Change is a pain in the neck. Most everybody resists change, and God knows institutions resist it with an even stronger collective zeal than might be the case with any one individual.
Change is coming in this hobby of ours, what with a shrinking and convulsing economy that has already and will certainly continue to exert downward pressure on anything that might be regarded as frivolous. Much as I like ’em, sports cards are certainly all of that.
The card companies are going to have to find innovative ways to maintain revenue streams, and it says here that one way would be a greater utilization of reprinted cards. That obviously means different things if you’re Topps or Upper Deck, but there should be potential there for both behemoths to sell cards to the modern generation and also to the baby boomers who launched the hobby in the first place.
I am convinced that the efficacy of such an idea hinges upon MLB finding a way to get an umbrella licensing arrangement with retired players. Topps hasn’t reprinted one of its vintage sets in 14 years, presumably because of the double-edged dilemma of getting licensing for so many long-retired players and the wrangling that surrounds the top guys, like Mickey Mantle, Ted Williams, Willie Mays, Henry Aaron and Roberto Clemente.
I suspect it’s the former problem that poses the greatest obstacles. Before there was a union, players signed individual contracts with Topps in an egalitarian system that gave everybody the same amount of royalty money. With the union, the monies are likewise divvied up on a similarly socialistic platform, but when dealing with long-retired guys, it’s probably tough to convince Hank Aaron that he and Hank Foiles should be on equal footing.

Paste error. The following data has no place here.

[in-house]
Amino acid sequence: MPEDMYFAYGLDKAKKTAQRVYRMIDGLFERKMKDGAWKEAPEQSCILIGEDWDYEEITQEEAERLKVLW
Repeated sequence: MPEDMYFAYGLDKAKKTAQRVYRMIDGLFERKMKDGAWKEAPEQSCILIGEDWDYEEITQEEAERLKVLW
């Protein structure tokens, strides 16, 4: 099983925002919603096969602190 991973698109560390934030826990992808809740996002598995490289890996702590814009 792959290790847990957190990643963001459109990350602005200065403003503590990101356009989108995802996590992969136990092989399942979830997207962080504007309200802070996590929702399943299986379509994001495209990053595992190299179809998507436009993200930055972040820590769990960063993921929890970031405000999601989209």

Still, you have to think that for an area not already trampled to death with expensive autographs, jersey swatches, bat chips, etc., there ought to be some potential in tapping into that nostalgic vein.
For one thing, the scale is likely much more attractive today than it would have been 14 years ago, relatively speaking. The new-card hobby was so much larger at that time that you would think trying such a project in the new, smaller-scale version would make it more enticing.
I think I once calculated in a column that Topps produced enough of the 1954 Reprint Set to account for almost 200,000 sets or so. Even at that big number, boxes of the 1954 Reprints are tough to find in 2008, and pretty expensive when you do, certainly above their original retail price.
Even more striking (pardon the pun), the two Ted Williams cards and the ersatz 1954 Topps Mickey Mantle that were missing from the Topps Reprint but picked up by Upper Deck in a kind of unique, hybrid licensing deal, are even tougher to find.
Buying an unopened box or the whole 1954 Reprint set might set you back anywhere from $75 to $125; picking up just those three single cards would like add more than another $175 to your price tag.
I know Upper Deck would be faced with a greater challenge, but I still think it would be cool to charge your designers with trying to replicate the tenor of the times.
For Topps, it’s obviously a lot simpler (assuming the licensing problem could be solved). Anybody else out there would like to see a reprint set of 1956 Topps?